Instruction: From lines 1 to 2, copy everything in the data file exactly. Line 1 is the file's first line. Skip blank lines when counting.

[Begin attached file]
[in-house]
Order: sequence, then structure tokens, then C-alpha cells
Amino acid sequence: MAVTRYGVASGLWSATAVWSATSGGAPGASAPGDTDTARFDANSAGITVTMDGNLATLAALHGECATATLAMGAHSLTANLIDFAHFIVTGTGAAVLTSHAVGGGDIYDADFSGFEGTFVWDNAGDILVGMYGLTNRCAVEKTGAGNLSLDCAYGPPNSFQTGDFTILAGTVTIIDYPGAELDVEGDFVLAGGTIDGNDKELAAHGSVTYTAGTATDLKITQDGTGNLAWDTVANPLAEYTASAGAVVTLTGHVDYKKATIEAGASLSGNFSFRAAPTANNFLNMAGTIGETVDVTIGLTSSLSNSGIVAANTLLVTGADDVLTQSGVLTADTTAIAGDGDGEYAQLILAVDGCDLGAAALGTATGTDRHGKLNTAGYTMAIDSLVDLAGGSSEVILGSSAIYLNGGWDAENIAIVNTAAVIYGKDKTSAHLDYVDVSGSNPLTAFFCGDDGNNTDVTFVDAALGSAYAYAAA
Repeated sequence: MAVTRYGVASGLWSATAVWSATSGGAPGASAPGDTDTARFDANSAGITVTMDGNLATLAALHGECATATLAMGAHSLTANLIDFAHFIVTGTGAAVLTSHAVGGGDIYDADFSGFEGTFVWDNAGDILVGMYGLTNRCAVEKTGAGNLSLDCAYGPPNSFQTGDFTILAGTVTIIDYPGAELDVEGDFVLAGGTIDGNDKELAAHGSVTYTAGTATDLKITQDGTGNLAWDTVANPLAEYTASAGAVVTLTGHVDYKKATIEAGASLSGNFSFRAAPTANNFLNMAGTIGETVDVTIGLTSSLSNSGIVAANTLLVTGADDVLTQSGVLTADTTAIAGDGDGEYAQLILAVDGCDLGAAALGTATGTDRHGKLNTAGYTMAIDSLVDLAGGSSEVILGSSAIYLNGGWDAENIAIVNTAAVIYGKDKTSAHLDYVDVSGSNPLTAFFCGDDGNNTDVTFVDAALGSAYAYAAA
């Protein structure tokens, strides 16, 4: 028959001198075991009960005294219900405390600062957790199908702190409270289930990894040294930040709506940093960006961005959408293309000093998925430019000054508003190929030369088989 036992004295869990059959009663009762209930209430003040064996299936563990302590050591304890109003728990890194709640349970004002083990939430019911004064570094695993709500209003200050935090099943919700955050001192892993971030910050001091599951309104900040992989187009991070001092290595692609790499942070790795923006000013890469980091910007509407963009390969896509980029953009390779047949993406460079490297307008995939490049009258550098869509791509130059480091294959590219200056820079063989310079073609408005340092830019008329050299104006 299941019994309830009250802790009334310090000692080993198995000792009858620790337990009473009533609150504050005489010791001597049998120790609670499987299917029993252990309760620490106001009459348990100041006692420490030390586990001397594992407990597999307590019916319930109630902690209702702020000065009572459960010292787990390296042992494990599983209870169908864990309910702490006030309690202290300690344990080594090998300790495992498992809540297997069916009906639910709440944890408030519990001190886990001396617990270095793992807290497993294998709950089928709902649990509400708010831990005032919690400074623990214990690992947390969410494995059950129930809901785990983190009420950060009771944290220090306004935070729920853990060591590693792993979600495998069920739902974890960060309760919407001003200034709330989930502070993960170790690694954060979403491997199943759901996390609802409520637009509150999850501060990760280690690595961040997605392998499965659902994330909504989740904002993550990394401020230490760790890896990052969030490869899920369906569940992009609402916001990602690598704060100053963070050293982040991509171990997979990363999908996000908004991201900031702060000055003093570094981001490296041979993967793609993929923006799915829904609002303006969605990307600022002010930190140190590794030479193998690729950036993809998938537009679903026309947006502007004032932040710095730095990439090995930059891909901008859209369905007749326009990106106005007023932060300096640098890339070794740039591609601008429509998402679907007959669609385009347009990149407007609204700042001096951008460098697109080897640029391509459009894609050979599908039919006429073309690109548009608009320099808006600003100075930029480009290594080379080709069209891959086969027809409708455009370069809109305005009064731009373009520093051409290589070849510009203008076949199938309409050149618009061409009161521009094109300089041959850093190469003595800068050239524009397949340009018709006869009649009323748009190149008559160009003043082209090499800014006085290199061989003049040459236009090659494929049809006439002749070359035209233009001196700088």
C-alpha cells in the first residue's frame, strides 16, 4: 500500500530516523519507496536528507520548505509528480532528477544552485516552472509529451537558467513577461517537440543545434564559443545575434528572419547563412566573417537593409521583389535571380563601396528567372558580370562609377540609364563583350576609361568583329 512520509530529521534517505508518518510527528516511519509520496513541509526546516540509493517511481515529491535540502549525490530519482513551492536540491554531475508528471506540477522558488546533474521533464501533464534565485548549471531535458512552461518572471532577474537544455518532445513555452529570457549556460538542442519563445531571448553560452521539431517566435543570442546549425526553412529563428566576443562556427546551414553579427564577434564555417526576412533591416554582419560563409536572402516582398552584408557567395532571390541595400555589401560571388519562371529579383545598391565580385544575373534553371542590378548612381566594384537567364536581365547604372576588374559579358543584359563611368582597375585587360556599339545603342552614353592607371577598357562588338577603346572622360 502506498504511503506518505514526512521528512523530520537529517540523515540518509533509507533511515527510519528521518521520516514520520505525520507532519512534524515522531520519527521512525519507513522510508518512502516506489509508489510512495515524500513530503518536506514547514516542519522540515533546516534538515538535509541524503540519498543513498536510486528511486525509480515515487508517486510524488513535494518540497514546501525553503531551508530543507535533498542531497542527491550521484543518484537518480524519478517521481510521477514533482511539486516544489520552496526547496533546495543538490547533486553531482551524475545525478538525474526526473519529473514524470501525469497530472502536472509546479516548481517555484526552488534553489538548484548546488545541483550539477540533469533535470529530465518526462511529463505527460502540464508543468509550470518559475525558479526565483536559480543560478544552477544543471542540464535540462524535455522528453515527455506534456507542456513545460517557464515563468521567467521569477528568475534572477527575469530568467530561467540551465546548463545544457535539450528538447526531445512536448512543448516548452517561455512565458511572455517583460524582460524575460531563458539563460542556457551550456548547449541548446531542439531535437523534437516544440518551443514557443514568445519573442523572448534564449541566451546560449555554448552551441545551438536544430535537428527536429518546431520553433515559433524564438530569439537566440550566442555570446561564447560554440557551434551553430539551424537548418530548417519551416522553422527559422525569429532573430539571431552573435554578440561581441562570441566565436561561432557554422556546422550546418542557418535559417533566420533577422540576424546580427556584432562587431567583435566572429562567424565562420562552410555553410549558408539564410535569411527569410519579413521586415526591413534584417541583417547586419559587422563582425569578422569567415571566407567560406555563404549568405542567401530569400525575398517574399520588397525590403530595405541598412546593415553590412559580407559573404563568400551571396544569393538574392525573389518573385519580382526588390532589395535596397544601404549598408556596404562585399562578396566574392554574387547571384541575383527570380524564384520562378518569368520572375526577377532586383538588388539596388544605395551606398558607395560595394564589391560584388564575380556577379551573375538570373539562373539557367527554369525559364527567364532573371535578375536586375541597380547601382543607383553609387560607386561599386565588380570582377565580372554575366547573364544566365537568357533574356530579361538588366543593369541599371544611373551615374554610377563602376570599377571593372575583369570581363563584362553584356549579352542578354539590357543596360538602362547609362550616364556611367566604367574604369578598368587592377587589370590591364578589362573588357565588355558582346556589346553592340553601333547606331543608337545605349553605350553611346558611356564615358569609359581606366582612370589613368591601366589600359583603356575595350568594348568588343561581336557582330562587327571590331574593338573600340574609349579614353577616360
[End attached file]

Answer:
[in-house]
Order: sequence, then structure tokens, then C-alpha cells